Use of the clam Asaphis deflorata as a potential indicator of organochlorine bioaccumulation in Hong Kong coastal sediments

Shanti Moganti, Bruce J. Richardson, Katherine McClellan, Michael Martin, Paul K S Lam, Gene J. Zheng

Research output: Contribution to journalArticleResearchpeer-review

Abstract

In order to test its ability as a bioaccumulator, the deposit feeding clam Asaphis deflorata, collected from a clean coastal area in Hong Kong (Ding Chau, Ma On Shan), was exposed to field-collected sediments representing a gradient of contamination. Sediments were collected from four sites, namely Shek O in the southeast of Hong Kong Island, Ap Lei Chau in Aberdeen district, Tai Kok Tsui in the Mong Kok waterfront, and To Kwa Wan near Kowloon City pier. Shek O was the cleanest and To Kwa Wan was the most polluted site. Replicate 30 L fiberglass tanks containing equal numbers of organisms were maintained for 28 days, with equal quantities of sediment and filtered seawater. Prior to this the animals were depurated for 10 days in clean sediment. During the 28-day holding period, sampling of both sediment and clams was performed on days 0, 10 and 28, along with condition index measurements. Concentrations of organochlorine pesticides and PCBs in sediments showed that Shek O was the cleanest of the sites, followed by Ap Lei Chau, Tai Kok Tsui and To Kwa Wan. There were marked differences among the sites, especially in PAH concentrations, with To Kwa Wan showing extremely high sediment concentrations. Following exposure, the biota concentrations of various organochlorine pesticides and PCBs suggested that there was sediment concentration-dependent accumulation by A. deflorata on day 10 of the experiment. However, there was no significant increase on day 28 for any of the compounds tested. Contaminant concentrations in clams feeding on Shek O sediments were minimal and almost the same on all sampling days, indicating the presence of only baseline contaminant concentrations. The condition indices (CI) of the clams on various sampling days showed that the animals were relatively more stable in sediment from Shek O. There were some deaths in all the test tanks (including those containing Shek O sediments). In addition, clams appeared to bury faster in the cleaner Shek O sediment and remained buried, unlike those in the sediment from the other locations, where some remained predominantly on the surface. Nevertheless, despite not completely burying, the clams in other test sediments still exhibited sediment concentration-dependent tissue accumulation. The results of the investigation indicate the possibility of developing a standard test protocol for bioaccumulation by sediment dwelling invertebrates, for practical use in Hong Kong, using A. deflorata.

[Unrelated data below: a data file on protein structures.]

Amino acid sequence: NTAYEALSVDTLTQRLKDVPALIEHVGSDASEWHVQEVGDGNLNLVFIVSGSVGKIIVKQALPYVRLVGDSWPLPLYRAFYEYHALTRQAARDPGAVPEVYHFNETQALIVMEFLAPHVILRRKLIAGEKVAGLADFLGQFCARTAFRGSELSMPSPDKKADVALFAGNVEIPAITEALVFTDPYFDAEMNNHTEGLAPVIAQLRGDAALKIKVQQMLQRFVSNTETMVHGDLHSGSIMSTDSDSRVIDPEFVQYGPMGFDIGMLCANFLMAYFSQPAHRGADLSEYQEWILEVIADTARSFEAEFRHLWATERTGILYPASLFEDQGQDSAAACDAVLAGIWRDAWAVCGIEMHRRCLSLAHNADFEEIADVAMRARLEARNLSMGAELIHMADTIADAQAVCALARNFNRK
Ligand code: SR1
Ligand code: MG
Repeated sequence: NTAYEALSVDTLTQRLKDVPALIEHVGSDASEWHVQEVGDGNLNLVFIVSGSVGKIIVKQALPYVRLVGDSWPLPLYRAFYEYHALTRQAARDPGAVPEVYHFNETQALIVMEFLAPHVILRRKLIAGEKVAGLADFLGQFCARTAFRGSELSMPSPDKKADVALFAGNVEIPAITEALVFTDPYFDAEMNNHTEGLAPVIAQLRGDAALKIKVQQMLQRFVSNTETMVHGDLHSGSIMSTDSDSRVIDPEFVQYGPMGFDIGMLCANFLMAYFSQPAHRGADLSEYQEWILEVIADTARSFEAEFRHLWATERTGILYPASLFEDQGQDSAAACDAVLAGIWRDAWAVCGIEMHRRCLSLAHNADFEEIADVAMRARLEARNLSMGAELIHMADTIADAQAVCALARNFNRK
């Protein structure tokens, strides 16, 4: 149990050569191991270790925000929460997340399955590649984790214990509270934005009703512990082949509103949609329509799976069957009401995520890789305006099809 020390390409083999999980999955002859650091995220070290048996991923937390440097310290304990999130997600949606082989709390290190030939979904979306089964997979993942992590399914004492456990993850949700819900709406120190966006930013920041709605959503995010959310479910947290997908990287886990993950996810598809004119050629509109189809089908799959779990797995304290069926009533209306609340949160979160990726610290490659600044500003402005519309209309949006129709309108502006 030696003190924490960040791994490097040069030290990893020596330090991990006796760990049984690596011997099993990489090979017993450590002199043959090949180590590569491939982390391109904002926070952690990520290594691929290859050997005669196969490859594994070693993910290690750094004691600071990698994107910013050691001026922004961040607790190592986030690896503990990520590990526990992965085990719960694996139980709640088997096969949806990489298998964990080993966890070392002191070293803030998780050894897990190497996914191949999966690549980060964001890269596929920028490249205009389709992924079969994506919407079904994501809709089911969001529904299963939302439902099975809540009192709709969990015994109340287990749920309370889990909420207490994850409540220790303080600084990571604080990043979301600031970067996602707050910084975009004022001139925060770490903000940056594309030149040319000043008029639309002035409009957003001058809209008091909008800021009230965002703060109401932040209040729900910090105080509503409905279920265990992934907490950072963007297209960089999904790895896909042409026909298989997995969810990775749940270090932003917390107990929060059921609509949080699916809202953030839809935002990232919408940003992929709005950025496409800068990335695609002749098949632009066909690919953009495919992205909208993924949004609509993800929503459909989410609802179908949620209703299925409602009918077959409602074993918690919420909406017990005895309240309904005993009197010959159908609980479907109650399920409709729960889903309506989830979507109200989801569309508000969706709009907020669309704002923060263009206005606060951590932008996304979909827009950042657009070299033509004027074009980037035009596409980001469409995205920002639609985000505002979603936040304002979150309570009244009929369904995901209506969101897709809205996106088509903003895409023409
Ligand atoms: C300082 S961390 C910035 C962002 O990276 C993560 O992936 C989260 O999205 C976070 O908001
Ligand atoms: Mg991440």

LanguageEnglish
Pages672-680
Number of pages9
JournalMarine Pollution Bulletin
Volume57
Issue number6-12
DOIs
Publication statusPublished - 2008
Externally publishedYes

Fingerprint

Bioaccumulation
coastal sediment
bioaccumulation
clams
organochlorine
Sediments
sediments
China
sediment
organochlorine pesticides
indicator
Sampling
Pesticides
Polychlorinated biphenyls
PCB
sampling
Animals
testing
Impurities
fiberglass

Keywords

  • Asaphis deflorata
  • Bioaccumulation